I arrived in Keokuk a little earlier than expected and looked for something to do until I could check in.  As I traveled towards the inn, I spied a little salon called Laura’s Hair Company and decided to stop for a haircut as I had left town before getting a much needed trim.

Laura was a very interesting barber who knew quite a bit about the town, even sharing the story of an allegedly haunted house on Grand Avenue where Grand Anne was located.  She also gave me the best haircut I’ve had in years, trimming my hair to absolutely perfect length.

After the relaxing haircut, I popped in at the local library (nicely stocked for a small town) and skimmed a novel until I could check in at Grand Anne.

The Grand Anne, owned by Kent and Cassie Barrett with caretaking done by Rick and Cretia Hesse, is the very picture that pops into your head when you think about B & Bs.  It’s a 22 room Grand Anne mansion designed by George F. Barber who built his fortune designing mail order homes.  He would send people the plans for the house with sheets of graph paper and ask for a rough sketch of any changes to be made to be drawn on the graph paper and mailed back to him.  He would then draw the changes to scale and go back and forth until the people buying the home were satisfied.  At that point, the buyers could either build the homes themselves or Barber would sell them the materials and rent out the help to build the home.  For a fun bit of trivia, Barber had no formal training in architecture, yet 2,000 buildings he designed are still standing today.

Barber designed the Grand Anne for Clyde Royal Joy, a managing director of SF Baker and Company, a pharmaceutical firm, in 1897 for the astonishing price of $12,500 (modern day equivalent of nearly $360,000).  The house is worth much more than the modern day equivalency as Joy spared no expense on the home.  To give you an idea of its modern day value, the wood used in the parlor costs more than $12,500 today.

When I arrived at the inn, I found a piece of paper and a key for my room sticking to the front door.  I walked into the foyer and instantly felt at home.  The Grand Anne is easily one of my favorite inns that I’ve stayed at as it is a classic B & B, the likes of which I haven’t experienced since the Victorian Villa.  I headed upstairs to Clyde’s Retreat, the one time master bedroom and my base of operations.  It’s one of the most spacious rooms I’ve had with some very comfortable chairs and a plushy bed.  All I needed was a fireplace and a sidekick and I’ve would have felt like Sherlock Holmes.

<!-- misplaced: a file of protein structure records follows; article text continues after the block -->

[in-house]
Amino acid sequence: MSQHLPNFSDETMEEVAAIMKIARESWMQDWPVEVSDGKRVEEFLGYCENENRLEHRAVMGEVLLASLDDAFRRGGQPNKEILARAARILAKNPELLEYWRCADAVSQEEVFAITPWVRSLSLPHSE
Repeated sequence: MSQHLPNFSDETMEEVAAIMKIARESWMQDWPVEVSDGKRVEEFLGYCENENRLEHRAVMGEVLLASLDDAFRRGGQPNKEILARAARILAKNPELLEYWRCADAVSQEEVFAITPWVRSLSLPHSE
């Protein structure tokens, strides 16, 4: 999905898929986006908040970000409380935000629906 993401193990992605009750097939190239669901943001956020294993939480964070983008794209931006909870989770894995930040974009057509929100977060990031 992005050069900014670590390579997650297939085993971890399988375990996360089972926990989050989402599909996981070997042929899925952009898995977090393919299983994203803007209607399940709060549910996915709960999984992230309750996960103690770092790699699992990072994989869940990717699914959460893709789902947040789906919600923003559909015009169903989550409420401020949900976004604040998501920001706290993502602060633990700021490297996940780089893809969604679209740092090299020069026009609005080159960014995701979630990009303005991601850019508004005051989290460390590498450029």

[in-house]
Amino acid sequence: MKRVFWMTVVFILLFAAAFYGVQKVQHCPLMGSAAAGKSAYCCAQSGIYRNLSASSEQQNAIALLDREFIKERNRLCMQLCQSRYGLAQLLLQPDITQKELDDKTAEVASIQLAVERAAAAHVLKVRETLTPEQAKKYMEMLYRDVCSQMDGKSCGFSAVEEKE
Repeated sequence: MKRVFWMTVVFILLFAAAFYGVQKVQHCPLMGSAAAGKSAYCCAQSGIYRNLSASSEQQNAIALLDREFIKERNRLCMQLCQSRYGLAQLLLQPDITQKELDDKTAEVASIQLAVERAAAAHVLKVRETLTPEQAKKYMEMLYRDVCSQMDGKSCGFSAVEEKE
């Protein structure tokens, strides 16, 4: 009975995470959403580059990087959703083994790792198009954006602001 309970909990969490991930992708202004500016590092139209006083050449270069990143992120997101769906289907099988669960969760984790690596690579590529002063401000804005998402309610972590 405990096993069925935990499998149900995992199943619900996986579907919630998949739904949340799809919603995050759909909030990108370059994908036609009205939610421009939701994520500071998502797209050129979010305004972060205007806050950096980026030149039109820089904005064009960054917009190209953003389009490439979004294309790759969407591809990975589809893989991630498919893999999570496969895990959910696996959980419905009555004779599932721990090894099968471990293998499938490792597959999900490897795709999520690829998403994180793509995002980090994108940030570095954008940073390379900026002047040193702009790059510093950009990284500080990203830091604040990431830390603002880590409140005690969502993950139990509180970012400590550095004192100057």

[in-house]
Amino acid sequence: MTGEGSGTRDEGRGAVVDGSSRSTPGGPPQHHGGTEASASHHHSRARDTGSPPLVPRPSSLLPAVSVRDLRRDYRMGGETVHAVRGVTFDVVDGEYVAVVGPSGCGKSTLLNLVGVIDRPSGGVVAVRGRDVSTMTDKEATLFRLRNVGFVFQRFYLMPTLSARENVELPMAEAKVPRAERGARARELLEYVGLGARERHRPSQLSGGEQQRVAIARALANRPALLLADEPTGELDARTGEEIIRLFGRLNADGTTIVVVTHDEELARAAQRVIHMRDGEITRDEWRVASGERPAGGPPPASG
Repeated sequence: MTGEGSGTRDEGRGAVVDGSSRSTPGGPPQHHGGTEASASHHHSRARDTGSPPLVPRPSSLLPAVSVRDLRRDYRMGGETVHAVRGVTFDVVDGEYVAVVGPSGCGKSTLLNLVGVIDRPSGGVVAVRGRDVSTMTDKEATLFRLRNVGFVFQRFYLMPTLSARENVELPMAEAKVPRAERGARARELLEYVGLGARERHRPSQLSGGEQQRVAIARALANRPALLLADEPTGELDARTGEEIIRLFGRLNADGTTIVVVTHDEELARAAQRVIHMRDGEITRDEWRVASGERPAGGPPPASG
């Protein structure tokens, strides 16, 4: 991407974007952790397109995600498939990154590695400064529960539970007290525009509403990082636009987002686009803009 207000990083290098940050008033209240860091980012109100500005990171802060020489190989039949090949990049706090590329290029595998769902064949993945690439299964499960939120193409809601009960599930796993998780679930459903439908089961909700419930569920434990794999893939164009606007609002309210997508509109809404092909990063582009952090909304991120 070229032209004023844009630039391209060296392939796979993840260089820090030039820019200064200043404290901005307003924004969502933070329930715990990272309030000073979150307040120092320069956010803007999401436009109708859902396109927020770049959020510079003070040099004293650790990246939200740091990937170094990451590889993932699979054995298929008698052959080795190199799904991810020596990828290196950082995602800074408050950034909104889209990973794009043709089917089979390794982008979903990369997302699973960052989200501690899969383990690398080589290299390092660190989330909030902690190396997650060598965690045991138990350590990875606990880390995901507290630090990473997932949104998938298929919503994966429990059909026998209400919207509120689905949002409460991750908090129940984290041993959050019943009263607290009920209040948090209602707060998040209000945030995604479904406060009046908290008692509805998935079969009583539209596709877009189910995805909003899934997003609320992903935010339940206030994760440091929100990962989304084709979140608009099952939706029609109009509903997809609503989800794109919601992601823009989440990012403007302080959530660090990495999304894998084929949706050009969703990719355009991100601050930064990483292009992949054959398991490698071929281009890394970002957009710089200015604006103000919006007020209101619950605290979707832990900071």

After unpacking my gear, I wandered around the mansion, enjoying the Christmas trees and decorations, especially a Christmas village located on the Steinway piano in the music room.  I then donned my coat and took a walk around Grand Avenue.

Grand Avenue was once the Millionaire’s Row of the city as that is where the expensive and ritzy homes were built.  I later learned that a 72 room mansion once filled the six blocks next to Grand Anne costing an eye popping $1 million back in 1887 (modern day equivalent of $25 million!!).  Regrettably, that home only lasted for 30 years and not a trace of it exists.

It was still mighty cold outside so I headed back to Grand Anne to warm up for a bit before heading out to dinner.  I decided to give the Hawkeye Restaurant a try.  This eatery is known for a pork tenderloin sandwich that was deemed best in the country by USA Today.  If I could have preserved one I’d have taken it back to Omaha as that is my pop’s favorite sandwich.

The restaurant is quite popular as it was jammed to the rafters when I arrived.  I managed to get seated in the lounge where I ordered jerk chicken with a cup of their “World Famous” Wisconsin cheese soup and a side of fries.  The soup was remarkable.  It had a bit of a kick to it and truly was the best cup of Wisconsin cheese soup I had ever tasted.  The fries were crisp and the chicken was served on a bed of rice with fried jalapenos.  It was pretty good, but I expected a lot more spice for a Caribbean dish.  It had the hint of authentic jerk chicken, but needed to go a bit further with it.

After the meal, I decided to drive around the town to see what they might have for lighting displays and was surprised to see that very few homes actually set up anything on the outside.  I drove to the farthest end of Grand Avenue and then saw the mother of all lighting displays.

The display was in a place called Rand City Park and it was called the City of Christmas.  I drove through the park in awe of the incredible display which was sponsored by many of the local businesses.  I saw Biblical displays, winter displays, and a section dedicated to the beloved Christmas specials of my childhood.  Definitely worth a visit if you are in Keokuk around Christmas.

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City of Christmas

Once I had traveled through the City of Christmas, I returned to my room where I watched a DVD and then curled up in my cushiony queen bed and slept the night away under the soft glow of my Christmas tree.

The Grand Anne is famed for its 4 course gourmet breakfasts and I was very much looking forward to it the next morning.  At 8:30 I went downstairs to the dining room where I enjoyed Cretia’s fine cooking which included a freshly squeezed special orange juice blend of the inn’s, a lemon muffin, grapes & yogurt, and chili egg bake with baked bacon.  I had fellow guests this time and spent a rather enjoyable few hours sharing conversation.  Afterwards we went up to the Billiards Room on the mansion’s first floor where we learned we all had the same level of skill in pool.  That is to say, we all stunk.  But it was still fun to play.